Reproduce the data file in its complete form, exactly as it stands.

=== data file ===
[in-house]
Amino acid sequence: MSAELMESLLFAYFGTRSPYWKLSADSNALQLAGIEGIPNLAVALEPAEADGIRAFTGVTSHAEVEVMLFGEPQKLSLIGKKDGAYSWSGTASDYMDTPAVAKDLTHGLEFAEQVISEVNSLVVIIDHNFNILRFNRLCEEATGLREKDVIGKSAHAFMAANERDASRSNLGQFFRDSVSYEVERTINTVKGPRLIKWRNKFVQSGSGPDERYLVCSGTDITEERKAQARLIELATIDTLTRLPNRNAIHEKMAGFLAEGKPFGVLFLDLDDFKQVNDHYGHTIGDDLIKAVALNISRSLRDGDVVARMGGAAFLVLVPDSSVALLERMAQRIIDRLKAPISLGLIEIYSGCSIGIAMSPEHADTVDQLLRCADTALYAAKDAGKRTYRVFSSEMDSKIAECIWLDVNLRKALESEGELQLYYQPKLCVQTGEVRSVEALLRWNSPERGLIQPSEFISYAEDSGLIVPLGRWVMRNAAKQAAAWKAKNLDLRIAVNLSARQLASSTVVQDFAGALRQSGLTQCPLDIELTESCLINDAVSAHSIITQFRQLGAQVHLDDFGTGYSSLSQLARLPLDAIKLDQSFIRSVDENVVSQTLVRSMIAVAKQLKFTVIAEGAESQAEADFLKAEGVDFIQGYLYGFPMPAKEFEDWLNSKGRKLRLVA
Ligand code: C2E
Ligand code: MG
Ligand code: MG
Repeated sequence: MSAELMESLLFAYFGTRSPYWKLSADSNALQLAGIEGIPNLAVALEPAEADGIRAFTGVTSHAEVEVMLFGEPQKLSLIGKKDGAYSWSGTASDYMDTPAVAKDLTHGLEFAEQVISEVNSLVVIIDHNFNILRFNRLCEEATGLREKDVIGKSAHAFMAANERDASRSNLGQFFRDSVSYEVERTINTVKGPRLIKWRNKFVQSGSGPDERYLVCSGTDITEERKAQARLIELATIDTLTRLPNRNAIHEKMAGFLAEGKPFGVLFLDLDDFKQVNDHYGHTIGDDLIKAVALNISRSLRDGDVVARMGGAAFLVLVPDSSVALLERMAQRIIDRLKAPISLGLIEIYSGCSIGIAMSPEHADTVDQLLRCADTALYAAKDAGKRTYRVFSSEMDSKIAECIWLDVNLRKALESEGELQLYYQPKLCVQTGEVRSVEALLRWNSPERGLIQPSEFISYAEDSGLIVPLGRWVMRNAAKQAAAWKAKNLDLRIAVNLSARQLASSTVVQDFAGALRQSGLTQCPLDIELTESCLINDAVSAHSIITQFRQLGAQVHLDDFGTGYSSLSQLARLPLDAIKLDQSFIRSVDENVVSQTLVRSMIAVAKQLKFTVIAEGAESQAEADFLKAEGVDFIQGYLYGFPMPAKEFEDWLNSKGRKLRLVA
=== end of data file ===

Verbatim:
[in-house]
Amino acid sequence: MSAELMESLLFAYFGTRSPYWKLSADSNALQLAGIEGIPNLAVALEPAEADGIRAFTGVTSHAEVEVMLFGEPQKLSLIGKKDGAYSWSGTASDYMDTPAVAKDLTHGLEFAEQVISEVNSLVVIIDHNFNILRFNRLCEEATGLREKDVIGKSAHAFMAANERDASRSNLGQFFRDSVSYEVERTINTVKGPRLIKWRNKFVQSGSGPDERYLVCSGTDITEERKAQARLIELATIDTLTRLPNRNAIHEKMAGFLAEGKPFGVLFLDLDDFKQVNDHYGHTIGDDLIKAVALNISRSLRDGDVVARMGGAAFLVLVPDSSVALLERMAQRIIDRLKAPISLGLIEIYSGCSIGIAMSPEHADTVDQLLRCADTALYAAKDAGKRTYRVFSSEMDSKIAECIWLDVNLRKALESEGELQLYYQPKLCVQTGEVRSVEALLRWNSPERGLIQPSEFISYAEDSGLIVPLGRWVMRNAAKQAAAWKAKNLDLRIAVNLSARQLASSTVVQDFAGALRQSGLTQCPLDIELTESCLINDAVSAHSIITQFRQLGAQVHLDDFGTGYSSLSQLARLPLDAIKLDQSFIRSVDENVVSQTLVRSMIAVAKQLKFTVIAEGAESQAEADFLKAEGVDFIQGYLYGFPMPAKEFEDWLNSKGRKLRLVA
Ligand code: C2E
Ligand code: MG
Ligand code: MG
Repeated sequence: MSAELMESLLFAYFGTRSPYWKLSADSNALQLAGIEGIPNLAVALEPAEADGIRAFTGVTSHAEVEVMLFGEPQKLSLIGKKDGAYSWSGTASDYMDTPAVAKDLTHGLEFAEQVISEVNSLVVIIDHNFNILRFNRLCEEATGLREKDVIGKSAHAFMAANERDASRSNLGQFFRDSVSYEVERTINTVKGPRLIKWRNKFVQSGSGPDERYLVCSGTDITEERKAQARLIELATIDTLTRLPNRNAIHEKMAGFLAEGKPFGVLFLDLDDFKQVNDHYGHTIGDDLIKAVALNISRSLRDGDVVARMGGAAFLVLVPDSSVALLERMAQRIIDRLKAPISLGLIEIYSGCSIGIAMSPEHADTVDQLLRCADTALYAAKDAGKRTYRVFSSEMDSKIAECIWLDVNLRKALESEGELQLYYQPKLCVQTGEVRSVEALLRWNSPERGLIQPSEFISYAEDSGLIVPLGRWVMRNAAKQAAAWKAKNLDLRIAVNLSARQLASSTVVQDFAGALRQSGLTQCPLDIELTESCLINDAVSAHSIITQFRQLGAQVHLDDFGTGYSSLSQLARLPLDAIKLDQSFIRSVDENVVSQTLVRSMIAVAKQLKFTVIAEGAESQAEADFLKAEGVDFIQGYLYGFPMPAKEFEDWLNSKGRKLRLVA